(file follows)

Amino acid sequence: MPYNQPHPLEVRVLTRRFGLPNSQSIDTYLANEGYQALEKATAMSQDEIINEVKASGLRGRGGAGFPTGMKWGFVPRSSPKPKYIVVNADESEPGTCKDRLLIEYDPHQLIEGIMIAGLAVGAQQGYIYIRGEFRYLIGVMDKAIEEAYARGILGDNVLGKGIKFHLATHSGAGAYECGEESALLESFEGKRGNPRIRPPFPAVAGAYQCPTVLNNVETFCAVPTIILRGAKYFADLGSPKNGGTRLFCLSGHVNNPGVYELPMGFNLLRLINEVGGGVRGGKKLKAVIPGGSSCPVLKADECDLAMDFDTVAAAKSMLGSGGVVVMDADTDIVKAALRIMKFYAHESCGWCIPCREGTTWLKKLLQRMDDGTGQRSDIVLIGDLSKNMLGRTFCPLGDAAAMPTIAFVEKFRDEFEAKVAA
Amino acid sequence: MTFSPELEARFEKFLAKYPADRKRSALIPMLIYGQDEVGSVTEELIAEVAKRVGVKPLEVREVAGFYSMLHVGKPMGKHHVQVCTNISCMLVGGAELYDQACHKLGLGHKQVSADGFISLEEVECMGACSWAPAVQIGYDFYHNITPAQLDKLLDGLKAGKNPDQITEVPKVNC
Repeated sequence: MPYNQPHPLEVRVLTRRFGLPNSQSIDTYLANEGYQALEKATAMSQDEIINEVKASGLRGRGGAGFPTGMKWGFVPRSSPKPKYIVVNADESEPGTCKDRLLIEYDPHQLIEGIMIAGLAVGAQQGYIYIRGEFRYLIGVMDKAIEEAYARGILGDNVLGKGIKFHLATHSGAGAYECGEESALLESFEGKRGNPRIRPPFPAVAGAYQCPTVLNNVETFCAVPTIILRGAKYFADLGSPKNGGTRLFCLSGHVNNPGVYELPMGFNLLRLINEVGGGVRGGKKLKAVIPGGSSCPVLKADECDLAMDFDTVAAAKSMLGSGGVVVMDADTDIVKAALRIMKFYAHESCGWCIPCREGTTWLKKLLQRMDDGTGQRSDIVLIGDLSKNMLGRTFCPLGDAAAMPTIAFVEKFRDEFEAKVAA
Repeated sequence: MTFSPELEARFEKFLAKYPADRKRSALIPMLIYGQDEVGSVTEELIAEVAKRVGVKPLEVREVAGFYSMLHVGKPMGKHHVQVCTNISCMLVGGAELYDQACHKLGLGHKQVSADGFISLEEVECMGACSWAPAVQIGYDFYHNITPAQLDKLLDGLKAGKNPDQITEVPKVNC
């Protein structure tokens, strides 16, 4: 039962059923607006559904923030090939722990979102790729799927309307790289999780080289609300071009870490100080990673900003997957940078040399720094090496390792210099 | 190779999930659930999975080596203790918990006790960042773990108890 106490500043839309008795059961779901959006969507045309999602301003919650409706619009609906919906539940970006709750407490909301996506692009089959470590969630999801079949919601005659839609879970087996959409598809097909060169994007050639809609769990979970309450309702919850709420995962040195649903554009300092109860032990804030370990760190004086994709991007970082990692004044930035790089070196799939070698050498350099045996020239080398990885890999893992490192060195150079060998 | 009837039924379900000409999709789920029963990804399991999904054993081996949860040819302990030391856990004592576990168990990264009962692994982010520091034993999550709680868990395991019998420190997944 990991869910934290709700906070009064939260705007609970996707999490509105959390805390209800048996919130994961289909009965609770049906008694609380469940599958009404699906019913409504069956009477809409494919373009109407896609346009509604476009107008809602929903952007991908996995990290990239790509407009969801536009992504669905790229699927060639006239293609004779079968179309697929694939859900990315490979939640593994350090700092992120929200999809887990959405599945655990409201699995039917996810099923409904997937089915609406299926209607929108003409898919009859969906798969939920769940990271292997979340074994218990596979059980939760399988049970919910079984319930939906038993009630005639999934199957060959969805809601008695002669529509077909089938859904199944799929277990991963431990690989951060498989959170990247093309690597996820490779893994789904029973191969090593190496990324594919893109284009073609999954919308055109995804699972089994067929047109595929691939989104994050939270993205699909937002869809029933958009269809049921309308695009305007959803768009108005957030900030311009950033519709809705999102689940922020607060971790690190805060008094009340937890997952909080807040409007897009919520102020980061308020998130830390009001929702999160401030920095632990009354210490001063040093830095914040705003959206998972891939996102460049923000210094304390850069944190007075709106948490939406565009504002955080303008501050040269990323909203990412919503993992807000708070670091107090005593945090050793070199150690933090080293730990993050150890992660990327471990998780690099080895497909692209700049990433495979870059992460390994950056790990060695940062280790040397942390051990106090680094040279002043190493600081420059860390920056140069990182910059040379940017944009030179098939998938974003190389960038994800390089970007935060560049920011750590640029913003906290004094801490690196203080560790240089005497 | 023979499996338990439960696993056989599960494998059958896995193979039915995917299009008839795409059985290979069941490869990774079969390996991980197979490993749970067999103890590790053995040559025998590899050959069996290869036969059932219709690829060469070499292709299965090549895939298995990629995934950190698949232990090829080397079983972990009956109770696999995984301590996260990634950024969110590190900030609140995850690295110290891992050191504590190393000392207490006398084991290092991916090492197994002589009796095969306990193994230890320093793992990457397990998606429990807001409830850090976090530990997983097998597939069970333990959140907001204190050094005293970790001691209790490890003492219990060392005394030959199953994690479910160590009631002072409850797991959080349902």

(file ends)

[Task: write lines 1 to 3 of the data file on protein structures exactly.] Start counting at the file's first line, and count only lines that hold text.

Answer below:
Amino acid sequence: MPYNQPHPLEVRVLTRRFGLPNSQSIDTYLANEGYQALEKATAMSQDEIINEVKASGLRGRGGAGFPTGMKWGFVPRSSPKPKYIVVNADESEPGTCKDRLLIEYDPHQLIEGIMIAGLAVGAQQGYIYIRGEFRYLIGVMDKAIEEAYARGILGDNVLGKGIKFHLATHSGAGAYECGEESALLESFEGKRGNPRIRPPFPAVAGAYQCPTVLNNVETFCAVPTIILRGAKYFADLGSPKNGGTRLFCLSGHVNNPGVYELPMGFNLLRLINEVGGGVRGGKKLKAVIPGGSSCPVLKADECDLAMDFDTVAAAKSMLGSGGVVVMDADTDIVKAALRIMKFYAHESCGWCIPCREGTTWLKKLLQRMDDGTGQRSDIVLIGDLSKNMLGRTFCPLGDAAAMPTIAFVEKFRDEFEAKVAA
Amino acid sequence: MTFSPELEARFEKFLAKYPADRKRSALIPMLIYGQDEVGSVTEELIAEVAKRVGVKPLEVREVAGFYSMLHVGKPMGKHHVQVCTNISCMLVGGAELYDQACHKLGLGHKQVSADGFISLEEVECMGACSWAPAVQIGYDFYHNITPAQLDKLLDGLKAGKNPDQITEVPKVNC
Repeated sequence: MPYNQPHPLEVRVLTRRFGLPNSQSIDTYLANEGYQALEKATAMSQDEIINEVKASGLRGRGGAGFPTGMKWGFVPRSSPKPKYIVVNADESEPGTCKDRLLIEYDPHQLIEGIMIAGLAVGAQQGYIYIRGEFRYLIGVMDKAIEEAYARGILGDNVLGKGIKFHLATHSGAGAYECGEESALLESFEGKRGNPRIRPPFPAVAGAYQCPTVLNNVETFCAVPTIILRGAKYFADLGSPKNGGTRLFCLSGHVNNPGVYELPMGFNLLRLINEVGGGVRGGKKLKAVIPGGSSCPVLKADECDLAMDFDTVAAAKSMLGSGGVVVMDADTDIVKAALRIMKFYAHESCGWCIPCREGTTWLKKLLQRMDDGTGQRSDIVLIGDLSKNMLGRTFCPLGDAAAMPTIAFVEKFRDEFEAKVAA